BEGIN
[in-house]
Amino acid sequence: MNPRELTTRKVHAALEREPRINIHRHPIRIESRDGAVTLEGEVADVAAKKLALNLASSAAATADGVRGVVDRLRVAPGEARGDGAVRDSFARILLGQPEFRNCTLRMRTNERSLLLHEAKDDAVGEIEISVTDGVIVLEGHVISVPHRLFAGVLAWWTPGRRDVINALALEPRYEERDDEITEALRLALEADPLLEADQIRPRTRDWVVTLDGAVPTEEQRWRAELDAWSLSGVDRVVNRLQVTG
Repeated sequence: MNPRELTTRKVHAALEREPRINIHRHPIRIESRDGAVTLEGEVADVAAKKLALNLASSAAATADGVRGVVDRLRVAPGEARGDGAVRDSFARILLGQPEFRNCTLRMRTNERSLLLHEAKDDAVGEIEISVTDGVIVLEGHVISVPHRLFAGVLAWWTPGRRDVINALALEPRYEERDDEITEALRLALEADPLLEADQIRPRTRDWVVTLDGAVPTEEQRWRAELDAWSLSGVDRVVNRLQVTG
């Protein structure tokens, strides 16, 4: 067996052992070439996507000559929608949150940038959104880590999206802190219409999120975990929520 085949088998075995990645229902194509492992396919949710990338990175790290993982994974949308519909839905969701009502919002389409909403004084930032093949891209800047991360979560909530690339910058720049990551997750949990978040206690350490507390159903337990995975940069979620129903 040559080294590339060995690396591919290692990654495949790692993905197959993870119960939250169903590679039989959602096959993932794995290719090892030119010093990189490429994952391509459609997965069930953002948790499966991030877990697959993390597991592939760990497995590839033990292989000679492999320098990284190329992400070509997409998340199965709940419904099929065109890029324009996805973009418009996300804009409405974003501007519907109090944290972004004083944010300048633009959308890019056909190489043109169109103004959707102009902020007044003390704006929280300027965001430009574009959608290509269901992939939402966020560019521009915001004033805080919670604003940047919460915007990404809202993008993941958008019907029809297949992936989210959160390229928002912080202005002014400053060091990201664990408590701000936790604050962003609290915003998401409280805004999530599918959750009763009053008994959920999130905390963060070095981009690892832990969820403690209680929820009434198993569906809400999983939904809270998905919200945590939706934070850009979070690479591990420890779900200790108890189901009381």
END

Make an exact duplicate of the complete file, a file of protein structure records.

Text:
[in-house]
Amino acid sequence: MNPRELTTRKVHAALEREPRINIHRHPIRIESRDGAVTLEGEVADVAAKKLALNLASSAAATADGVRGVVDRLRVAPGEARGDGAVRDSFARILLGQPEFRNCTLRMRTNERSLLLHEAKDDAVGEIEISVTDGVIVLEGHVISVPHRLFAGVLAWWTPGRRDVINALALEPRYEERDDEITEALRLALEADPLLEADQIRPRTRDWVVTLDGAVPTEEQRWRAELDAWSLSGVDRVVNRLQVTG
Repeated sequence: MNPRELTTRKVHAALEREPRINIHRHPIRIESRDGAVTLEGEVADVAAKKLALNLASSAAATADGVRGVVDRLRVAPGEARGDGAVRDSFARILLGQPEFRNCTLRMRTNERSLLLHEAKDDAVGEIEISVTDGVIVLEGHVISVPHRLFAGVLAWWTPGRRDVINALALEPRYEERDDEITEALRLALEADPLLEADQIRPRTRDWVVTLDGAVPTEEQRWRAELDAWSLSGVDRVVNRLQVTG
């Protein structure tokens, strides 16, 4: 067996052992070439996507000559929608949150940038959104880590999206802190219409999120975990929520 085949088998075995990645229902194509492992396919949710990338990175790290993982994974949308519909839905969701009502919002389409909403004084930032093949891209800047991360979560909530690339910058720049990551997750949990978040206690350490507390159903337990995975940069979620129903 040559080294590339060995690396591919290692990654495949790692993905197959993870119960939250169903590679039989959602096959993932794995290719090892030119010093990189490429994952391509459609997965069930953002948790499966991030877990697959993390597991592939760990497995590839033990292989000679492999320098990284190329992400070509997409998340199965709940419904099929065109890029324009996805973009418009996300804009409405974003501007519907109090944290972004004083944010300048633009959308890019056909190489043109169109103004959707102009902020007044003390704006929280300027965001430009574009959608290509269901992939939402966020560019521009915001004033805080919670604003940047919460915007990404809202993008993941958008019907029809297949992936989210959160390229928002912080202005002014400053060091990201664990408590701000936790604050962003609290915003998401409280805004999530599918959750009763009053008994959920999130905390963060070095981009690892832990969820403690209680929820009434198993569906809400999983939904809270998905919200945590939706934070850009979070690479591990420890779900200790108890189901009381």